McKinley alleges that his attorney informed him that, pursuant to the plea agreement, he would receive a trial for the restitution owed to the Rouses. In the plea agreement, however, McKinley expressly waived his trial rights. Plea Agreement ¶ 19(a), Mar. 11, 2008, 06-cr-622 ECF No. 37. At sentencing, McKinley stated that he read the plea agreement and discussed it with his attorney. Sentencing Tr. 3:4--7, Mar. 4, 2009. The only mistakes in the agreement that McKinley alleged at sentencing were minor and insignificant spelling errors. Id. at 3:10--16. Because McKinley stated in open court that he read the plea agreement with the trial waiver, and did not object to it, McKinley has no basis for an ineffective assistance of counsel claim regarding an alleged trial promise.

(2) Ineffective representation on the Rouses' restitution claim

The second ground upon which McKinley bases his petition concerns this Court's award of $27,000 in restitution to the Rouses. McKinley argues that but for his attorney's misleading statements about his plea agreement, which he contends he entered into under duress, he would have been able to present evidence to the Court showing that he did not owe the Rouses $27,000 under the construction contract. As an initial matter, McKinley does not adequately plead duress. His counsel's evaluation of his potential sentence at trial and a candid recommendation to accept a plea agreement-which occurred on the eve of his trial-does not constitute duress. See United States v. Brown, 383 Fed. Appx. 543, 546 (7th Cir. 2010). McKinley had the option and ability to reject the plea and head to trial, even if this would have necessitated him securing another attorney. Under the facts before the Court, McKinley entered into the plea agreement using his own free will.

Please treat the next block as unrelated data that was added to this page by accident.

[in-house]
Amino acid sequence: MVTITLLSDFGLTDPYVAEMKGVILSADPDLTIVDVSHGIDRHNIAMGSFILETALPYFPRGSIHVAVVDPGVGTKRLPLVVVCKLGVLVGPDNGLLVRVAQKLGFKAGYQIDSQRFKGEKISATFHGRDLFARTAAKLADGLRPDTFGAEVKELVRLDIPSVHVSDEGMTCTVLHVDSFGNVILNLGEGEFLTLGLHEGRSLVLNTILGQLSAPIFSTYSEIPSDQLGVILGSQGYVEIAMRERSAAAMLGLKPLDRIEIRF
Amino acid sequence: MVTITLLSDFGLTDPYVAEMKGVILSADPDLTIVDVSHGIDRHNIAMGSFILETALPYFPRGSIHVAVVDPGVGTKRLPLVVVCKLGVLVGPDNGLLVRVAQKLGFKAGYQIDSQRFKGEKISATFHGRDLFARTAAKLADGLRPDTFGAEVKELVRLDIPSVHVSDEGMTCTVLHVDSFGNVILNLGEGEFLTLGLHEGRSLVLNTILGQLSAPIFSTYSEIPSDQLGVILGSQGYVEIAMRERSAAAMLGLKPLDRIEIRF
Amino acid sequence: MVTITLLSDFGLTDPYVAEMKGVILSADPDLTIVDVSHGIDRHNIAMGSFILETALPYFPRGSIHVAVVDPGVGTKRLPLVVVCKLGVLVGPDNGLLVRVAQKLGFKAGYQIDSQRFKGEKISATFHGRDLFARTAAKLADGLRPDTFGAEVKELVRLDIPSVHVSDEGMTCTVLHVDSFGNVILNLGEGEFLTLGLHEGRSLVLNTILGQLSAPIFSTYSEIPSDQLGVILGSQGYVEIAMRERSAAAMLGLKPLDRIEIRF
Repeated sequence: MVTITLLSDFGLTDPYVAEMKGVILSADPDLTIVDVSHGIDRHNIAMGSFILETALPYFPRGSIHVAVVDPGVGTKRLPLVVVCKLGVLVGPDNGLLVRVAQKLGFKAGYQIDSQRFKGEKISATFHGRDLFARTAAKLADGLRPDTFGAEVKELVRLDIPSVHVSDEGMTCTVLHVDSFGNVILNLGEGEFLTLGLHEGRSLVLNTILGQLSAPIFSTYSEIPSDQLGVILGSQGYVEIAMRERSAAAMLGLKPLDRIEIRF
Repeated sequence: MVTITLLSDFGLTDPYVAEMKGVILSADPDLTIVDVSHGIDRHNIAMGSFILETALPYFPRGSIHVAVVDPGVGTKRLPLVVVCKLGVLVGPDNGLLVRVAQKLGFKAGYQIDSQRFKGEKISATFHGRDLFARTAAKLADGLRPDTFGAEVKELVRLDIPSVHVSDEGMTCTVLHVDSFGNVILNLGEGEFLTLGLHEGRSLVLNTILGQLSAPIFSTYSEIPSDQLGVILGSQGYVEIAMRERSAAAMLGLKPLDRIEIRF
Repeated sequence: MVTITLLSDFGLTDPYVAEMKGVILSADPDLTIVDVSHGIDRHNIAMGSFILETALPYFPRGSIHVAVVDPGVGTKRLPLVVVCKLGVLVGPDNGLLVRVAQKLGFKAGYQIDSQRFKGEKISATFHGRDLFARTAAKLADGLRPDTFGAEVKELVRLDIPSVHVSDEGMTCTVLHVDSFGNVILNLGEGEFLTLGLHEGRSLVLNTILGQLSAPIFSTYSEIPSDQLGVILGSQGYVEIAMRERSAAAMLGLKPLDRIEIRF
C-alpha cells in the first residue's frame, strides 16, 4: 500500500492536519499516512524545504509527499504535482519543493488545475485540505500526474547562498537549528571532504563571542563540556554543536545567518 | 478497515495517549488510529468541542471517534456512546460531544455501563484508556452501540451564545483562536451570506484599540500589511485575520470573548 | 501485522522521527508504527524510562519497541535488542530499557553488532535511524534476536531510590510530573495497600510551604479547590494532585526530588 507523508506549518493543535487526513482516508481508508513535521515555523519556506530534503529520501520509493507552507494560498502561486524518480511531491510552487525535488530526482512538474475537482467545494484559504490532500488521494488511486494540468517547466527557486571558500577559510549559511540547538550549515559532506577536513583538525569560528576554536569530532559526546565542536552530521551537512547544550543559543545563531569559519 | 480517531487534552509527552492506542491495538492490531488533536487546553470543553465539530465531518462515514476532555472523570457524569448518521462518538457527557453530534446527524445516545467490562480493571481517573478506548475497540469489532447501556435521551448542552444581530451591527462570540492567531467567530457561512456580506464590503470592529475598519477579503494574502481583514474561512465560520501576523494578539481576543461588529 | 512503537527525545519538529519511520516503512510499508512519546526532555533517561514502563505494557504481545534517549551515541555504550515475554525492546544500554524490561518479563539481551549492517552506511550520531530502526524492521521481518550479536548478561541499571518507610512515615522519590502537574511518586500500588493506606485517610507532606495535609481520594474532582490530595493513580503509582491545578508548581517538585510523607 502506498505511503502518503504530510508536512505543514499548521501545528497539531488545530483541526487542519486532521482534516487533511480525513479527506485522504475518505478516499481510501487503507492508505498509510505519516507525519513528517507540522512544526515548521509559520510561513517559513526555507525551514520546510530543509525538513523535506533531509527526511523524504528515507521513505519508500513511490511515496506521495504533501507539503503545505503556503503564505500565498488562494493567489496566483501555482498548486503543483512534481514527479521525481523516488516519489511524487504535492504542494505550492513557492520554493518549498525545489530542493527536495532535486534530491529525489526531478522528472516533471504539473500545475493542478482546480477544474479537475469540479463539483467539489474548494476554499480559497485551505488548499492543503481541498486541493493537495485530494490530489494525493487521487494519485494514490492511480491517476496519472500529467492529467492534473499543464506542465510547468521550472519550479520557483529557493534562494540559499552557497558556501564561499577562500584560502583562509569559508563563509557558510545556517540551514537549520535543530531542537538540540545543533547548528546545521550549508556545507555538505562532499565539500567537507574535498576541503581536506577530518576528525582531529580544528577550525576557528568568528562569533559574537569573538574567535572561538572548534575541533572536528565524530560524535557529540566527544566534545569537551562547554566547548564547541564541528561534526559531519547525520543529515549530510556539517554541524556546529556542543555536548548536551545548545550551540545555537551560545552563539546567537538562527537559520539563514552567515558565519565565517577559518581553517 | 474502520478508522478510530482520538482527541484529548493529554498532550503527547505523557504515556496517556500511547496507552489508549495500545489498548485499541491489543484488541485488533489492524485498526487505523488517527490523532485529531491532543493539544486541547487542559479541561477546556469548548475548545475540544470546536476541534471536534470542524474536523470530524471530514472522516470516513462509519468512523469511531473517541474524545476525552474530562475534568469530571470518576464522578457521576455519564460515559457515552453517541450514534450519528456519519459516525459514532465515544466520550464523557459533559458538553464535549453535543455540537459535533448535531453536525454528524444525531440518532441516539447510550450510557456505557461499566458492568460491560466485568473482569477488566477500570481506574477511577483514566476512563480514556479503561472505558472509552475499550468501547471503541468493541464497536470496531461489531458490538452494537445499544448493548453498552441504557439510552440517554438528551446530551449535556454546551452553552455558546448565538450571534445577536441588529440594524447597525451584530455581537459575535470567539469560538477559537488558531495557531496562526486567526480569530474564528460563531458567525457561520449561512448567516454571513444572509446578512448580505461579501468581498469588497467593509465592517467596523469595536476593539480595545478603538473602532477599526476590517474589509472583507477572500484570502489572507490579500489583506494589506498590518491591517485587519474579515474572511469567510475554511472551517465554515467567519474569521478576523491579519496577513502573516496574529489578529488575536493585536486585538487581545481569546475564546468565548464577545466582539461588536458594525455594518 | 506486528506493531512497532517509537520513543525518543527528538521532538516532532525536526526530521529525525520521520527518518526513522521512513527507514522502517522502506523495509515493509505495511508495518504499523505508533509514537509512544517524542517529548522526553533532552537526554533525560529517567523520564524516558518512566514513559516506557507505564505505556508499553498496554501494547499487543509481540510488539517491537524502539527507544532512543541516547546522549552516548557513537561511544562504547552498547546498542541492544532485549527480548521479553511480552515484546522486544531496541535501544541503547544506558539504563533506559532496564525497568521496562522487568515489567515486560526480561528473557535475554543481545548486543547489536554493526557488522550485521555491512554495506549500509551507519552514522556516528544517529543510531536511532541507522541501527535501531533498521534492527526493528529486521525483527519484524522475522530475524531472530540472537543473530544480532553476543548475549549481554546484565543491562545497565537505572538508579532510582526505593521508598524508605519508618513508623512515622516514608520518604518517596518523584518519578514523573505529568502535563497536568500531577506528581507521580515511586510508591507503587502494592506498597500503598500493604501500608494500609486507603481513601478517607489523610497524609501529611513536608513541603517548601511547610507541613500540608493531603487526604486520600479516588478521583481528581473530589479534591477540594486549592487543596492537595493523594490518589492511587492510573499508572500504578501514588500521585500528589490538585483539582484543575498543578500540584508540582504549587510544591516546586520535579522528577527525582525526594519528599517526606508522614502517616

Further, if McKinley had desired to challenge the Rouses' $27,000 contract claim of damages that the Court awarded as restitution, he had to litigate this in the Illinois civil contract case. However, when the bankruptcy court discharged his debts, he relinquished the opportunity to challenge the Rouses' claim, as this terminated the civil suit.

McKinley contends that his attorney for the Rouse civil suit possessed the documentation that would show he performed approximately $15,000 in work for the Rouses. On February 18, 2009, McKinley's attorney for the criminal proceeding filed a motion seeking leave to obtain these documents from McKinley's Illinois civil case attorney. This prior attorney, however, failed to produce the documents.

Shortly thereafter, the sentencing occurred in this Court. The plea agreement expressly stated that "defendant understands that the government intends to argue, among other things, that the defendant should make restitution of approximately $27,000 to Individual A." Plea Agreement ¶ 11, Mar. 11, 2008, 06-cr-622 ECF No. 37. The government did just this. Both Norman and Merlin Rouse testified at the sentencing. While McKinley testified and argued that this restitution amount was incorrect, he did not tender any evidence-such as receipts, photos, or witnesses-establishing that the work had been performed. In weighing the evidence, the Court stated:

Right now you (McKinley) have a swearing match between you and them (the Rouses), and who am I supposed to believe? Believe you or believe them, when you could have had a resolution in the courts where it should have been resolved. [T]hat is why I am finding against you on [the restitution] issue.

Sentencing Tr. 36:23--37:2, Mar. 4, 2009. Now, almost two years after this sentencing, McKinley does not tender any evidence in support of his § 2255 petition that establishes a basis upon which the $27,000 restitution award was improper. Thus, he has not come close to meeting the heavy burden pursuant to Strickland for an ineffective assistance of counsel claim.

For these reasons, McKinley's 28 U.S.C. § 2255 petition is denied.